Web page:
Turi Munthe came up to St John's in 1995. Following Prelims in Arabic, with a year in Damascus, Turi switched to Modern History for Finals. On leaving, a St John’s travel bursary allowed him a summer at the Hebrew University of Jerusalem, before beginning a publishing career in London.
Turi began writing for magazines (The Economist, The Nation, The TLS), published a Reader on Saddam Hussein, covered the 2nd Gulf War as a journalist, and eventually launched the Beirut Review of Books, a joint venture with the Lebanese Daily Star and The International Herald Tribune. When the Daily Star faced bankruptcy, Turi joined the Royal United Services Institute, the world’s oldest defence think tank, as Head of the Middle East Studies programme.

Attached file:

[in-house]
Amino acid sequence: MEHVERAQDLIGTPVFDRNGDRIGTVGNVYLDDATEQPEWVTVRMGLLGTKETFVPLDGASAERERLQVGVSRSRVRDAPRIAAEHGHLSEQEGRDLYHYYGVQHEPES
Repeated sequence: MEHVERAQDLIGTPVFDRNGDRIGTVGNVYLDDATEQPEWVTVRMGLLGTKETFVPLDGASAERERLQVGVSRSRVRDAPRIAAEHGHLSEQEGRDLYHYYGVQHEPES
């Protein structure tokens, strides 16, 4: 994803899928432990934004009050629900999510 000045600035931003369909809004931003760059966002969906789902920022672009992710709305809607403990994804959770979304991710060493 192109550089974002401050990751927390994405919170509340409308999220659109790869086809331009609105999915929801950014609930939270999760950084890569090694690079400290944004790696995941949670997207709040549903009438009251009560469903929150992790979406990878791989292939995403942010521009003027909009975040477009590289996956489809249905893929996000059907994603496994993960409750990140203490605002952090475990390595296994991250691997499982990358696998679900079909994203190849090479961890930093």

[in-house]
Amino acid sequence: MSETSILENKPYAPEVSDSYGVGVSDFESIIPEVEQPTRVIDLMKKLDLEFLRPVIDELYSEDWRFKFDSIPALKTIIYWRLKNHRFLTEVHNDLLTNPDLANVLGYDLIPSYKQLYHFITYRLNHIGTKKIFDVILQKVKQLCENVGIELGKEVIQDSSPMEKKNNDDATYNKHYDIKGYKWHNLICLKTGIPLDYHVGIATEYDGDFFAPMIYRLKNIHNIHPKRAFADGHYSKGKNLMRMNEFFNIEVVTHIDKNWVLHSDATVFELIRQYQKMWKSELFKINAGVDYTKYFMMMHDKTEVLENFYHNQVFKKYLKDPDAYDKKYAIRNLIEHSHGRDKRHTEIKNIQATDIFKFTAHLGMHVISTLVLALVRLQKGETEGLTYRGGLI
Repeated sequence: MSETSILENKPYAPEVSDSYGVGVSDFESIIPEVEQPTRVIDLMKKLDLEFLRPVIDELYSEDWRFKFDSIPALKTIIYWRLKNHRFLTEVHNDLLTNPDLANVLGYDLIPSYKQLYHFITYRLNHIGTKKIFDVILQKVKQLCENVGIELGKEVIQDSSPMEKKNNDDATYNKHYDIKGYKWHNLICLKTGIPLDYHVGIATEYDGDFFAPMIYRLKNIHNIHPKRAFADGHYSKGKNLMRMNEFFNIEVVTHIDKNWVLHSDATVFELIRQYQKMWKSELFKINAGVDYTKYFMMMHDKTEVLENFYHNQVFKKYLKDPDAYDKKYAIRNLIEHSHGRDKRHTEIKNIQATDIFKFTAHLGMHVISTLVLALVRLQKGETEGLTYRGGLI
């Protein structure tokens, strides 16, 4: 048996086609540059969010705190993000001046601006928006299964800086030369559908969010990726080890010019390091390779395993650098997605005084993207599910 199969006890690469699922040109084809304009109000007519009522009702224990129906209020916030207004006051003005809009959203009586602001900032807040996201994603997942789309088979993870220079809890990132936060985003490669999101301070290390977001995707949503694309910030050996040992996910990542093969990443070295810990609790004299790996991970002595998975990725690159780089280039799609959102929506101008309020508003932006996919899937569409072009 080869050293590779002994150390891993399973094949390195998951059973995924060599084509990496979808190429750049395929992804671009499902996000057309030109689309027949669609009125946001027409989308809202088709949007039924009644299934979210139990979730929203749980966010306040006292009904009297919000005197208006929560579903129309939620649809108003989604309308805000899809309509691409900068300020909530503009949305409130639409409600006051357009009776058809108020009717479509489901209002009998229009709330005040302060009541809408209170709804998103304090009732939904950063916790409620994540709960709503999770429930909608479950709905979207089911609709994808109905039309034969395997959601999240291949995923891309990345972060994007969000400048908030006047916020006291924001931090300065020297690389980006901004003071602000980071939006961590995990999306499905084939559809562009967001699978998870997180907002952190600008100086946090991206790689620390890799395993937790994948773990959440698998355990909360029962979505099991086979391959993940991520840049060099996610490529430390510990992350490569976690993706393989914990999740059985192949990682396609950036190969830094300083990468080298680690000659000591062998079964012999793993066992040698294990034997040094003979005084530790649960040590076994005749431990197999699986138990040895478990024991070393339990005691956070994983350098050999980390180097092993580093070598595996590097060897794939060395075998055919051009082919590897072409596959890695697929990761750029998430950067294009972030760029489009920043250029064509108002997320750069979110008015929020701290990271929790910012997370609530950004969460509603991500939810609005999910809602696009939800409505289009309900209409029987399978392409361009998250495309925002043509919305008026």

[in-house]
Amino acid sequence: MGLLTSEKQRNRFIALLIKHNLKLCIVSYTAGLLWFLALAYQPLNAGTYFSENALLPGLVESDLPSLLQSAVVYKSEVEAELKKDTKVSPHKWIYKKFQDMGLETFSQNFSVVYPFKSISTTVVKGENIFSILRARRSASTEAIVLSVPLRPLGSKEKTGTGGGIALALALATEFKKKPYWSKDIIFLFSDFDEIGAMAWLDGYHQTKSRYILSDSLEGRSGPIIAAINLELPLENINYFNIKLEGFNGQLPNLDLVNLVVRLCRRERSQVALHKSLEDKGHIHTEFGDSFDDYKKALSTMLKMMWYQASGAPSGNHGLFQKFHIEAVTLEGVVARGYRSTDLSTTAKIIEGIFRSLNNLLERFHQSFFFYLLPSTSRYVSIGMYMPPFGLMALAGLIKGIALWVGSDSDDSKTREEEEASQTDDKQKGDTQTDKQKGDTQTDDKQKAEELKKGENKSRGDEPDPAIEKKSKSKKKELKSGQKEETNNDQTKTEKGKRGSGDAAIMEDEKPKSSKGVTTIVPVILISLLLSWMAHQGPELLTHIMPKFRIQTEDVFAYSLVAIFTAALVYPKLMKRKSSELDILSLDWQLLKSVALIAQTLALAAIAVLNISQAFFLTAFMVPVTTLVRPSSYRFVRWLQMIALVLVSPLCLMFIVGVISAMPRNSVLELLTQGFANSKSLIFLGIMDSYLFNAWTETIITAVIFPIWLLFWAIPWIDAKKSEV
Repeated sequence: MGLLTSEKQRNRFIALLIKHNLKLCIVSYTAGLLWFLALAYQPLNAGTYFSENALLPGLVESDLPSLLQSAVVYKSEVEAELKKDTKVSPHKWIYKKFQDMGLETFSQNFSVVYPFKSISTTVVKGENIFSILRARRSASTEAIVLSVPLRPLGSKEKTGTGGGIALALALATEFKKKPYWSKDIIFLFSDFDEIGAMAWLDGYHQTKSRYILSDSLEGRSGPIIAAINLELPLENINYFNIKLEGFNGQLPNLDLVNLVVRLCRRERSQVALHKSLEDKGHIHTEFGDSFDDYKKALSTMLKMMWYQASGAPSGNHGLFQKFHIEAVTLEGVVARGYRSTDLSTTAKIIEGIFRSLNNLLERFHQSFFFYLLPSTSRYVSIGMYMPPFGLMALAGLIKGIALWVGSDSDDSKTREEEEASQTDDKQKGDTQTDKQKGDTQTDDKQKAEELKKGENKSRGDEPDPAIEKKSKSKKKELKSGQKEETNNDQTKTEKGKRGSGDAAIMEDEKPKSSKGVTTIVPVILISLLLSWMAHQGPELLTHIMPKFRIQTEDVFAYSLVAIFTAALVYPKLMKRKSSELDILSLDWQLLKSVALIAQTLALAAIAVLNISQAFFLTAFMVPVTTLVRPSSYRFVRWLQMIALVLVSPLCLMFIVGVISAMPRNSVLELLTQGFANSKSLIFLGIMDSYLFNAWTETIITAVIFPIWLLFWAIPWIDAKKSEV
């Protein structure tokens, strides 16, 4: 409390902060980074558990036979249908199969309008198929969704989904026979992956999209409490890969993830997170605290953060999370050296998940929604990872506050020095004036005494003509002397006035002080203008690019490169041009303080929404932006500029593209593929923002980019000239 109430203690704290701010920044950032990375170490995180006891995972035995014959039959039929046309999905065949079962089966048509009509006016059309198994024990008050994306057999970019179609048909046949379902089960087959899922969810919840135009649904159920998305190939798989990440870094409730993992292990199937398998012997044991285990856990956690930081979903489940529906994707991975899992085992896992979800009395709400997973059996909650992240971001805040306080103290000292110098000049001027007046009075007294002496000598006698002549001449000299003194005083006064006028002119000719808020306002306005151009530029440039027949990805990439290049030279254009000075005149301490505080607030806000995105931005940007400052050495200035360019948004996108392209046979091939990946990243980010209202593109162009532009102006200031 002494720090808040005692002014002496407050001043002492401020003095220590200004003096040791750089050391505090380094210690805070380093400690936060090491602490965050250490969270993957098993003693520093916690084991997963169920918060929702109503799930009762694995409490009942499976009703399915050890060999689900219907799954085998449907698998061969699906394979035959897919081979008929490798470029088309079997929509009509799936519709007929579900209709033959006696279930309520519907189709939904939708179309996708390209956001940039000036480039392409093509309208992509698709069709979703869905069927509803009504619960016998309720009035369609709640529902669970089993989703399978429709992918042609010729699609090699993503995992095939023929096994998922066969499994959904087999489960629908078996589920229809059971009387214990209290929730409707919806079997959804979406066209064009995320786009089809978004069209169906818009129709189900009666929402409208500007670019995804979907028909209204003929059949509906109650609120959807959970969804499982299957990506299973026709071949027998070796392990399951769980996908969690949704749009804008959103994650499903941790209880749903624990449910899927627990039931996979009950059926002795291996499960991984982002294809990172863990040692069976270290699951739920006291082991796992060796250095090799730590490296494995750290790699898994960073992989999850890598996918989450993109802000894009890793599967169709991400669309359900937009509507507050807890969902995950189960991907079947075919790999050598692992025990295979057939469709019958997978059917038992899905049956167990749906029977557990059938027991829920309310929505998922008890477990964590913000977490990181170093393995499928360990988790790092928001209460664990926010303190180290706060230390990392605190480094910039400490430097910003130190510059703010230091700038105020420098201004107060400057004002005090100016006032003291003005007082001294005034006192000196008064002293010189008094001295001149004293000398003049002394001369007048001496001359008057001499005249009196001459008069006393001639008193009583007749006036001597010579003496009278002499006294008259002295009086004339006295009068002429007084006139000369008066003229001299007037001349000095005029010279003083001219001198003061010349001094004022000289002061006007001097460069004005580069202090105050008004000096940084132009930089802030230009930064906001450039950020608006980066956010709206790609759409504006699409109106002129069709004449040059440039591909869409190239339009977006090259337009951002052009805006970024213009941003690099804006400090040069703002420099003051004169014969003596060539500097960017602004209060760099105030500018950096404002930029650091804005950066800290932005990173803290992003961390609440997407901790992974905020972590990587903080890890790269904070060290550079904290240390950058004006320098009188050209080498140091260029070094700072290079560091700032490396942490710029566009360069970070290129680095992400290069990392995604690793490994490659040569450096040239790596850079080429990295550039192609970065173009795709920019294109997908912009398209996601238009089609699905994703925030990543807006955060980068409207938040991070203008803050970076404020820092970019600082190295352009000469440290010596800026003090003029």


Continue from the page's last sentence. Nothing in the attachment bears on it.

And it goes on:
Following an aborted PhD at New York University, Turi founded Demotix - a citizen journalism project at the centre of ‘Web 2.0’.
Demotix was intended as a grassroots news wire, providing freelance reporters and photojournalists around the world with a platform to share their stories and images with the world’s media. Demotix won numerous awards for innovation in media both in the US and UK, and built a giant network of 75,000 photojournalists around the world before selling to Bill Gates’ Corbis Corporation in 2012.
Following the exit, Turi began investing in journalism startups, eventually joining North Base Media, the leading media-focused Venture Capital firm.
In 2019, Turi launched Parlia – an encyclopaedia of opinion and belief, intended as a giant repository of argument, and a tool for civil discourse and education.
Turi has sat on the boards of openDemocracy, the Bureau for Investigative Journalism, Index on Censorship, the New Humanitarian, The Signals Network and GEDI, Italy’s largest newspaper conglomerate.